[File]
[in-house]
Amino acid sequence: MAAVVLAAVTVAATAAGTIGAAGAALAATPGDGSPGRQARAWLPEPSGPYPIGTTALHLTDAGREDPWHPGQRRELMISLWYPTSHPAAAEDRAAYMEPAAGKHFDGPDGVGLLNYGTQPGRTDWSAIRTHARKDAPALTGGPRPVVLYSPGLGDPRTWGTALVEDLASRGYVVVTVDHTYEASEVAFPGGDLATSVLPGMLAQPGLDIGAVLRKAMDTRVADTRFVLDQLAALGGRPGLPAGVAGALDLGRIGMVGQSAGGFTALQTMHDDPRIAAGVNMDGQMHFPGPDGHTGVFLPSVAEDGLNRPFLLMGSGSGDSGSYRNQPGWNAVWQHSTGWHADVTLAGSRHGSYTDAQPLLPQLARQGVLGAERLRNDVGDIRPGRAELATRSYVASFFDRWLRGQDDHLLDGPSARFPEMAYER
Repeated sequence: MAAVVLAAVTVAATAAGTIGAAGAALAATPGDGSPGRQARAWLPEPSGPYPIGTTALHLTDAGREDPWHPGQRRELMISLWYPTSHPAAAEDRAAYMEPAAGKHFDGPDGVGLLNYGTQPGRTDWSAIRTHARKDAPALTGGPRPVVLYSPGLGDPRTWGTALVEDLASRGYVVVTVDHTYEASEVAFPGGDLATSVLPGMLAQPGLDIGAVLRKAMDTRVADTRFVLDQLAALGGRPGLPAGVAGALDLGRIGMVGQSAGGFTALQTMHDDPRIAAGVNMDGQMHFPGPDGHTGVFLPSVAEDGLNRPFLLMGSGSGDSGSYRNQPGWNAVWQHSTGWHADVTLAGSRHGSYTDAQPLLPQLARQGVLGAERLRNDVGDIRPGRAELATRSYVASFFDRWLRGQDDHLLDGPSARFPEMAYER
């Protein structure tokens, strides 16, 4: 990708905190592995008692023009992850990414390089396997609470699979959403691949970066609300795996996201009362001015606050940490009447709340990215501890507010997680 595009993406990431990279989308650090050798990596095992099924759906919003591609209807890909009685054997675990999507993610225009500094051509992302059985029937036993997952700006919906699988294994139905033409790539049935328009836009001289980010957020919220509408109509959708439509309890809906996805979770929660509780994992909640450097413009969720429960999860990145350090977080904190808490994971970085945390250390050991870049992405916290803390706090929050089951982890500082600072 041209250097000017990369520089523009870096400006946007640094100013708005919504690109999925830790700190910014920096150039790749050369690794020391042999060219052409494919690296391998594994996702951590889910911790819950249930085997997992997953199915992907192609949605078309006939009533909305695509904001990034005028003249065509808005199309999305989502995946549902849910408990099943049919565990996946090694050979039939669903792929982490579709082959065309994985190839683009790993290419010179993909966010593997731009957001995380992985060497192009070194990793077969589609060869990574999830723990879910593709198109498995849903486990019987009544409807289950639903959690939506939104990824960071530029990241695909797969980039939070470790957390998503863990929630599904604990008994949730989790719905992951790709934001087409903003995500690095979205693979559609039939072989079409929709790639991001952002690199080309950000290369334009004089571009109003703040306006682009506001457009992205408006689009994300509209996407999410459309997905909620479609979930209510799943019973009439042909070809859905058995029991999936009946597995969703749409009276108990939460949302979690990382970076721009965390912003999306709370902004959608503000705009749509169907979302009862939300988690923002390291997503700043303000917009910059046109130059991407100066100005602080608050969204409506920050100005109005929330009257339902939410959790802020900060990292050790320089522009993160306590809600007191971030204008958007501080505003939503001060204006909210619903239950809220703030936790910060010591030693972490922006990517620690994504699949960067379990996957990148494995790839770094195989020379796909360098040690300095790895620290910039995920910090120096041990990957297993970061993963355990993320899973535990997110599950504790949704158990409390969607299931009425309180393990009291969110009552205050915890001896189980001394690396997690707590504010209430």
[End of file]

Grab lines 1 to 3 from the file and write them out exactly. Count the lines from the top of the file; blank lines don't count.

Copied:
[in-house]
Amino acid sequence: MAAVVLAAVTVAATAAGTIGAAGAALAATPGDGSPGRQARAWLPEPSGPYPIGTTALHLTDAGREDPWHPGQRRELMISLWYPTSHPAAAEDRAAYMEPAAGKHFDGPDGVGLLNYGTQPGRTDWSAIRTHARKDAPALTGGPRPVVLYSPGLGDPRTWGTALVEDLASRGYVVVTVDHTYEASEVAFPGGDLATSVLPGMLAQPGLDIGAVLRKAMDTRVADTRFVLDQLAALGGRPGLPAGVAGALDLGRIGMVGQSAGGFTALQTMHDDPRIAAGVNMDGQMHFPGPDGHTGVFLPSVAEDGLNRPFLLMGSGSGDSGSYRNQPGWNAVWQHSTGWHADVTLAGSRHGSYTDAQPLLPQLARQGVLGAERLRNDVGDIRPGRAELATRSYVASFFDRWLRGQDDHLLDGPSARFPEMAYER
Repeated sequence: MAAVVLAAVTVAATAAGTIGAAGAALAATPGDGSPGRQARAWLPEPSGPYPIGTTALHLTDAGREDPWHPGQRRELMISLWYPTSHPAAAEDRAAYMEPAAGKHFDGPDGVGLLNYGTQPGRTDWSAIRTHARKDAPALTGGPRPVVLYSPGLGDPRTWGTALVEDLASRGYVVVTVDHTYEASEVAFPGGDLATSVLPGMLAQPGLDIGAVLRKAMDTRVADTRFVLDQLAALGGRPGLPAGVAGALDLGRIGMVGQSAGGFTALQTMHDDPRIAAGVNMDGQMHFPGPDGHTGVFLPSVAEDGLNRPFLLMGSGSGDSGSYRNQPGWNAVWQHSTGWHADVTLAGSRHGSYTDAQPLLPQLARQGVLGAERLRNDVGDIRPGRAELATRSYVASFFDRWLRGQDDHLLDGPSARFPEMAYER